TOPICS > Health

Heat Wave

August 3, 2001 at 12:00 AM EDT


JIM LEHRER: It is the first week in August, and that means it’s routinely hot most everywhere. But in the middle part of the country, it’s dangerously hot. From Minnesota to Texas, the heat has been responsible for more than 50 deaths this summer, and temperatures in the 90s and above 100 have been routine. Our report is from Elizabeth Brackett of WTTW-Chicago.

ELIZABETH BRACKETT: A second week of scorching Midwest heat and a heat warning issued by the National Weather Service sent city of Chicago outreach workers into the streets this week. Five days of over 90-degree temperatures plus high humidity pushed the heat index to a dangerous 105. Outreach workers were particularly concerned about the effect of the heat on the city’s senior population. Luis Santana’s Spanish didn’t work with this elderly Polish woman, but neighborhood children helped out.

LUIS SANTANA: Ask her how cool her house is?

CHILD: Good, she says it’s okay.

LUIS SANTANA: Ask her if she has enough water and food.

ELIZABETH BRACKETT: The outreach workers also enlist the help of neighbors.

LUIS SANTANA: If you see anything funny. You don’t see her for a couple of days, please call our office and we’ll come back out and check up on her.

ELIZABETH BRACKETT: Santana determined this woman was not in immediate danger from the heat.

LUIS SANTANA: I think she was in good shape because she was able to pick up the pail of water and I was surprised. She was coherent, able to communicate. She wasn’t like crabby like, you know, the weather has a way to put people in a bad mood. She seemed to be just doing her regular routine and thanks to the neighbors that she has now and these young kids, she’ll be better watched and more observed for anything that’s wrong.

ELIZABETH BRACKETT: That was Mayor Richard Daley’s plea this week, “keep watch on your neighbors.”

MAYOR RICHARD DALEY: I ask everyone to contact their neighbors, anyone with special needs making sure that anybody in your block or apartment building that you contact them. If you have any problems, please call 311 and we’ll get people out there.

ELIZABETH BRACKETT: The mayor is particularly sensitive to the lethal impact of heat. In 1995, an extreme heat wave caught the city unprepared and 628 people died. Now, when the heat index hits 105, the city opens an extreme weather command center. City fire commissioner James Joyce.

JAMES JOYCE: Well, we have a high ranking representative of all of the key city agencies present so that when we monitor calls for service, we get requests from the field from police or fire units or paramedics, we have instant access to high level decision makers. So that if Human Services had a building, went into a building and found a lot of seniors in distress, we could dispatch fire units there, police, street and sands provide vehicles, things like that.

ELIZABETH BRACKETT: The city also opened 100 cooling centers in senior citizens buildings and senior centers. The elderly can seek relief from the heat in the air-conditioned facilities from 8:00 in the morning until 7:00 in the evening. As the temperatures rose, more and more seniors made their way to the centers, says the city’s commissioner of aging.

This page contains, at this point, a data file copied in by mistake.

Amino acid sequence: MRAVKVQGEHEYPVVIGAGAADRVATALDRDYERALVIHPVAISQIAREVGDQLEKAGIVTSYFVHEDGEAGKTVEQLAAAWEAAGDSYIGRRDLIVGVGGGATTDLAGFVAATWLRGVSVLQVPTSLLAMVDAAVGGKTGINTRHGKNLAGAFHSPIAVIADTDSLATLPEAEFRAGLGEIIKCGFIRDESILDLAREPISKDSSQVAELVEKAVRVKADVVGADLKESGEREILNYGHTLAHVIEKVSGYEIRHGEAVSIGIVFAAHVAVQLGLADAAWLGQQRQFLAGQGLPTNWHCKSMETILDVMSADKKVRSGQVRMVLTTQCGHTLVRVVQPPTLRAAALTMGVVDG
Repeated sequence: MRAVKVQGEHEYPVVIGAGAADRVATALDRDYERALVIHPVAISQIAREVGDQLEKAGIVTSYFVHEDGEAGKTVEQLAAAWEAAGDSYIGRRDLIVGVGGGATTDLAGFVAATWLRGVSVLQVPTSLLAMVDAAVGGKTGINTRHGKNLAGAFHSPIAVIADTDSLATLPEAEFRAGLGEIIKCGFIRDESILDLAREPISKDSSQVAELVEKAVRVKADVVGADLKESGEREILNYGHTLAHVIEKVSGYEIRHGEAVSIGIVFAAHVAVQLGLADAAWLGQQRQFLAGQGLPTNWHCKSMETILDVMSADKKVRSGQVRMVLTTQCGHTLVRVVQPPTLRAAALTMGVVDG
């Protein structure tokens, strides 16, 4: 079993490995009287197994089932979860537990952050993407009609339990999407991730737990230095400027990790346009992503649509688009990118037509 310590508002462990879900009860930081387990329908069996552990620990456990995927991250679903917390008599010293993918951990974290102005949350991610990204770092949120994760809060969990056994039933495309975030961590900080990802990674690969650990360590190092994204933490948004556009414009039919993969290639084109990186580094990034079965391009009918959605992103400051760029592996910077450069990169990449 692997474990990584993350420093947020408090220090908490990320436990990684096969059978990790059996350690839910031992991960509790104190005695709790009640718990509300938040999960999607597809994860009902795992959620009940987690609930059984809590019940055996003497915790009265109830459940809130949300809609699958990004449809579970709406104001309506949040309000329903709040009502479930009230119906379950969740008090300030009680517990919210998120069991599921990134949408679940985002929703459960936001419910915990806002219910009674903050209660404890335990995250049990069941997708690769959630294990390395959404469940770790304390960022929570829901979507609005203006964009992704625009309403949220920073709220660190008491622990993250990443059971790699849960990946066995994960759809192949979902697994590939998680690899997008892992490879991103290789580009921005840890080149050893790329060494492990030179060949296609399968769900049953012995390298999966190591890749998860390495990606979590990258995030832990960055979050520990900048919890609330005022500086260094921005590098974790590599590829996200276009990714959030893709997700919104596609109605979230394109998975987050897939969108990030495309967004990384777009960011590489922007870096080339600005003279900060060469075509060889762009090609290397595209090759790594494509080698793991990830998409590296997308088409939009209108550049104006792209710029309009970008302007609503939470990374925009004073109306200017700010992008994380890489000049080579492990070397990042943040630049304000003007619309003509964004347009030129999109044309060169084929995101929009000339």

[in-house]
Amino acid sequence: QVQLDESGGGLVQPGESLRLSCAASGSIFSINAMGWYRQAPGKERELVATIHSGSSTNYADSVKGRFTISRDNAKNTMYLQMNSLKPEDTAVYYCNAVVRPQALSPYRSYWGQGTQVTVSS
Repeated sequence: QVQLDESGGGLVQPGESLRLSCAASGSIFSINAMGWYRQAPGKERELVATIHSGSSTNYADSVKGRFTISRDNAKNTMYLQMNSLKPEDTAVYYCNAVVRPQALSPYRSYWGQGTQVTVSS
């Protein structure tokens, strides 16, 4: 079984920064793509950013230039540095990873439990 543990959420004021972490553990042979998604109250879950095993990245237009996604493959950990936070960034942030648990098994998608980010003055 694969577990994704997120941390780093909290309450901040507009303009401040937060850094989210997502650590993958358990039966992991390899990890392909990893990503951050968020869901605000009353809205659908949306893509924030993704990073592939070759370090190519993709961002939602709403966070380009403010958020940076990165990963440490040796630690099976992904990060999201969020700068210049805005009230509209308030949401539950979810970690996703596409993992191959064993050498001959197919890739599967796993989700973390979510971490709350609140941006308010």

ANNA WILLIS: On Tuesday we had approximately 1100 seniors that participated in programs and activities and used our centers as cooling– as a cooling environment.

ELIZABETH BRACKETT: The heat pushed the local power company, Commonwealth Edison, to its highest output of the year. But unlike two years ago, when the city was hit with a series of power shortages during the hottest months of the summer, Com Ed’s David Helvig says this year the power company is ready for the heat.

DAVID HELVIG: Actually our preparations for this summer started as you’ll remember two years ago fully two years ago after our problems in the summer of 1999. We’ve had thousands of workers of our employees and contractors accomplishing hundreds of capacity improvements and tens of thousands of maintenance activities over the last two years in order to get the system to the state of readiness and reliability that it is in today. But we have plenty of supply. We expect our peak loading to 22,100 megawatts. And, even at that, we will have over 2200 megawatts in reserve.

ELIZABETH BRACKETT: Even with the power on, there are many in the city without air conditioning leaving few ways to cool off. And that can be deadly. This hot second floor apartment contributed to the heat related death of a 79-year-old women this weekend. She was the sole caretaker for her elderly brother who paramedics took to a nursing home also because of heat related problems. Her death was one of the 21 heat related deaths this summer. One of her acquaintances says he now wishes he had heeded the city’s warnings to check on his neighbors.

JESSE SODA: It never occurred to me. I just assumed that everybody is all right, you see them, and you just feel that they’re okay. But….

ELIZABETH BRACKETT: Will do you anything different now?

JESSE SODA: I think I’m going to check on some of my friends.

ELIZABETH BRACKETT: Yesterday, the city got a break from the heat, but it came with a price. Up to four inches fell in an hour closing down portions of every expressway into the city.

MAN: I got stuck right there in the middle and water started flowing n after a few minutes I jumped out, knee high water and I push mind car out with the help of that gentleman over there.

ELIZABETH BRACKETT: 2.3 billion gallons of water flooded the city’s deep tunnel system forcing the city to dump raw sewage into Lake Michigan. And today, temperatures are inching back toward the 90’s.